STATE OF SOUTH CAROLINA
In The Court of Appeals
The State, Appellant,
Florence Robinson Evans, Respondent.
From Chesterfield County
Henry F. Floyd, Circuit Court Judge
REVERSED AND REMANDED
Attorney General Charles M. Condon, Chief Deputy Attorney General John W. McIntosh, Assistant Deputy Attorney Generals Donald J. Zelenka and David K. Avant, and Assistant Attorney General S. Creighton Waters, all of Columbia, for appellant.
Senior Assistant Appellate Defender Wanda H. Haile, of SC Office of Appellate Defense, of Columbia, for respondent.
CURETON, J.: A Chesterfield County grand jury indicted Florence Robinson Evans for the murder of her three children. (1) At a pretrial hearing, the trial court suppressed Evans's oral and written confessions. The State appeals.
We reverse and remand.
On the morning of March 4, 1994, a fire destroyed the Pageland trailer-home of Evans and killed her three small children. Evans survived as she was visiting her sister's nearby home at the time of the fire. Later that day, arson investigator Terry Alexander of the South Carolina Law Enforcement Division (SLED) obtained Evans's permission to search the burned-out trailer, but she refused to give Alexander a written statement. An initial test of the site revealed the presence of a flammable substance in the debris. Samples were collected for later analysis at SLED's laboratory to determine the type of accelerant present at the commencement of the fire.
Agent Alexander did not return to Pageland until after the children's funerals. Around lunchtime on March 14, 1994, he attempted to contact Evans at the home of her cousin where she had been staying since the fire, but Evans was not there. He left word with an occupant of the house to ask Evans to "come to the Pageland Police Department for the purposes [sic] of talking to me about the fire." Between 3:00 and 4:00 p.m, Evans's cousin, Inez Robinson, drove Evans to Pageland's police station. (2) Alexander and his supervisor, SLED Lieutenant Doug Ross, escorted Evans back to a detective's office in the station which they had borrowed to conduct the interview. Robinson and several other family members who had accompanied Evans to the station were left in the station's waiting room. Robinson asked if she could accompany Evans because "she's quiet," and Robinson wanted to be with her, but the officers refused.
Once inside the detective's small office, Evans agreed to talk with Agent Alexander and Lt. Ross. She told them that on the morning of the fire, she arose just before 9:00 a.m., lit a kerosene heater, then left her children asleep in the trailer while she went next door to visit her sister. Minutes after her arrival, Evans's sister said she smelled smoke, so Evans looked out the window and saw her trailer in flames. Evans testified that she rushed back to the trailer and attempted to gain entry, but was barred by the flames. When asked what caused the fire, Evans opined that it could have been caused by either dogs under the trailer, her sister's son playing with matches, or a faulty electrical outlet. During the interview, Alexander took notes on a "Voluntary Statement" form, but he neither asked Evans to read the form nor advised her of the Miranda (3) rights contained thereon.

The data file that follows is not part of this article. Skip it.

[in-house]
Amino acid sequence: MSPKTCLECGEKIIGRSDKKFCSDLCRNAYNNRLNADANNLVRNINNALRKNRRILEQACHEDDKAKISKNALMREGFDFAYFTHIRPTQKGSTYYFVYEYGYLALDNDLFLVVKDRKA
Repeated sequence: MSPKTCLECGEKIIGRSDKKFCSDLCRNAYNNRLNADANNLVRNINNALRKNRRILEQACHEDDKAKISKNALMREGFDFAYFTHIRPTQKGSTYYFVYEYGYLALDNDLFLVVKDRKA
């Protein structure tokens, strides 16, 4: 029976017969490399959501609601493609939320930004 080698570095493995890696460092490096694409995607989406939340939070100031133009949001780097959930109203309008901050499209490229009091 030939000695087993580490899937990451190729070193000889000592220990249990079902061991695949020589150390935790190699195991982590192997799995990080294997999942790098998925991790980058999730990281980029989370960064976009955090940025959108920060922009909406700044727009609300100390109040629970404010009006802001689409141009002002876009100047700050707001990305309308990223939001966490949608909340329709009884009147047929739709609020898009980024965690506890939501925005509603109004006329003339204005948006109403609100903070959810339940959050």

Agent Alexander testified that although Evans was "very cooperative" during the interview, she was also upset and sobbing. At times, Evans would speak so softly that Alexander could barely understand her. She would also clutch the agent's hands and ask him for help. Although Alexander repeatedly asked her what type of help she required, Evans never responded with a specific request. Alexander testified that he felt the interview was very unproductive and tried to end it on several occasions, but claimed that Evans would respond with tears and repeat her request for help.
Lieutenant Ross confirmed Alexander's account of the interview. He testified that "the interview seemed to be -- you know -- basically no help at all" and "was a very long drawn out event" which lasted two or three hours. Ross also claims to have been unsuccessful in ending the interview.
After more than an hour of questioning, the two agents stepped into the hall outside the interview room to confer about Evans's statement. Ross testified that he suggested to agent Jennifer Edwards of SLED's child fatality unit to "go in and talk to [Evans], see if [Edwards] could - you know - get anything different than we already had." Edwards testified she spent "approximately 45 minutes to an hour" alone with Evans trying to comfort her. Edwards maintains she was just "having a conversation" with Evans the whole time and "was not on a fact-finding mission." On at least one occasion, Edwards escorted Evans to the bathroom and "stood outside the door" because, according to her, she thought Evans may try to harm herself. When they returned to the interview room, Evans continued to plead for help. Edwards responded: "Florence, I don't know what kind of help you need until you tell me." Evans then whispered, "I dropped a lit piece of paper on the floor. . . .I walked next door and waited until somebody saw the fire." Edwards immediately summoned Ross and asked Evans to repeat what she had said. Evans complied. Ross called in Alexander and Evans again repeated the statement. As a result, Alexander added another paragraph to his notes on the Voluntary Statement form:
I dropped a lit piece of paper on the floor. I rolled it up and lit it. It was writing paper. I dropped the paper on a rug. The rug caught on fire and I went out the front door. I went next door to my sisters [sic] house and just waited. I waited about two hours until someone saw the fire. I got some kerosene in a cup and poured it on the rug. The fire got bigger and as I left it was burning a lot [sic]. I was hurting inside about seeing people do people wrong. Please get me some help. Please get me some help. I lit the fire with a match. I don't remember who found the fire. I got the kerosene out of the blue jug and put it back on the porch.